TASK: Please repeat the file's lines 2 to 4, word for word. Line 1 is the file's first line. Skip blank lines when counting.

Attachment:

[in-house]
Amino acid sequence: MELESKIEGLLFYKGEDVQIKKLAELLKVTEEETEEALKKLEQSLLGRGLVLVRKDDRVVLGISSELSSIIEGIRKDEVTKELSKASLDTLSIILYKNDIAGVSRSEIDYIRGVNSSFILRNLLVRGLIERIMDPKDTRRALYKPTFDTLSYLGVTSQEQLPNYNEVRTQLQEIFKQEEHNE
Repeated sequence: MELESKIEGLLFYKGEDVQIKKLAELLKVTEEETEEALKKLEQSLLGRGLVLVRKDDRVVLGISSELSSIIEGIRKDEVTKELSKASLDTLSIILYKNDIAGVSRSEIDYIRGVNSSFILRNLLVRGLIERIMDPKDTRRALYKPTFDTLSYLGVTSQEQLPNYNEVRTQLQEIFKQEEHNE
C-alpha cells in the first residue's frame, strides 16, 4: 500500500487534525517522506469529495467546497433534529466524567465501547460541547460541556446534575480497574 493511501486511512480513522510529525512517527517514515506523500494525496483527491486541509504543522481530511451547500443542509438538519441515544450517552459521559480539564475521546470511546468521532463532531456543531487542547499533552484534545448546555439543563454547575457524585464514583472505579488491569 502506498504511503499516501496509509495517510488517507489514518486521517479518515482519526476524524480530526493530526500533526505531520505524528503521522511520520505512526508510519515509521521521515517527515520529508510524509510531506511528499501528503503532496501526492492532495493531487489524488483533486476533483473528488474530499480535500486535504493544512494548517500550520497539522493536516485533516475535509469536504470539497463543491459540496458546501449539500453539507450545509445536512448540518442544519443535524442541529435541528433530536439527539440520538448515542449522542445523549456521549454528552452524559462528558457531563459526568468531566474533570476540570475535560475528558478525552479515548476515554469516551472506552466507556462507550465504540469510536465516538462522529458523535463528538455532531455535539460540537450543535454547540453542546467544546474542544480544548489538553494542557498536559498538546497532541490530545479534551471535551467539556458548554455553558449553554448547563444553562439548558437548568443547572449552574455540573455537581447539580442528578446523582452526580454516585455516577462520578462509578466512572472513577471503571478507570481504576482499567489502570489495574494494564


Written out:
Amino acid sequence: MELESKIEGLLFYKGEDVQIKKLAELLKVTEEETEEALKKLEQSLLGRGLVLVRKDDRVVLGISSELSSIIEGIRKDEVTKELSKASLDTLSIILYKNDIAGVSRSEIDYIRGVNSSFILRNLLVRGLIERIMDPKDTRRALYKPTFDTLSYLGVTSQEQLPNYNEVRTQLQEIFKQEEHNE
Repeated sequence: MELESKIEGLLFYKGEDVQIKKLAELLKVTEEETEEALKKLEQSLLGRGLVLVRKDDRVVLGISSELSSIIEGIRKDEVTKELSKASLDTLSIILYKNDIAGVSRSEIDYIRGVNSSFILRNLLVRGLIERIMDPKDTRRALYKPTFDTLSYLGVTSQEQLPNYNEVRTQLQEIFKQEEHNE
C-alpha cells in the first residue's frame, strides 16, 4: 500500500487534525517522506469529495467546497433534529466524567465501547460541547460541556446534575480497574 493511501486511512480513522510529525512517527517514515506523500494525496483527491486541509504543522481530511451547500443542509438538519441515544450517552459521559480539564475521546470511546468521532463532531456543531487542547499533552484534545448546555439543563454547575457524585464514583472505579488491569 502506498504511503499516501496509509495517510488517507489514518486521517479518515482519526476524524480530526493530526500533526505531520505524528503521522511520520505512526508510519515509521521521515517527515520529508510524509510531506511528499501528503503532496501526492492532495493531487489524488483533486476533483473528488474530499480535500486535504493544512494548517500550520497539522493536516485533516475535509469536504470539497463543491459540496458546501449539500453539507450545509445536512448540518442544519443535524442541529435541528433530536439527539440520538448515542449522542445523549456521549454528552452524559462528558457531563459526568468531566474533570476540570475535560475528558478525552479515548476515554469516551472506552466507556462507550465504540469510536465516538462522529458523535463528538455532531455535539460540537450543535454547540453542546467544546474542544480544548489538553494542557498536559498538546497532541490530545479534551471535551467539556458548554455553558449553554448547563444553562439548558437548568443547572449552574455540573455537581447539580442528578446523582452526580454516585455516577462520578462509578466512572472513577471503571478507570481504576482499567489502570489495574494494564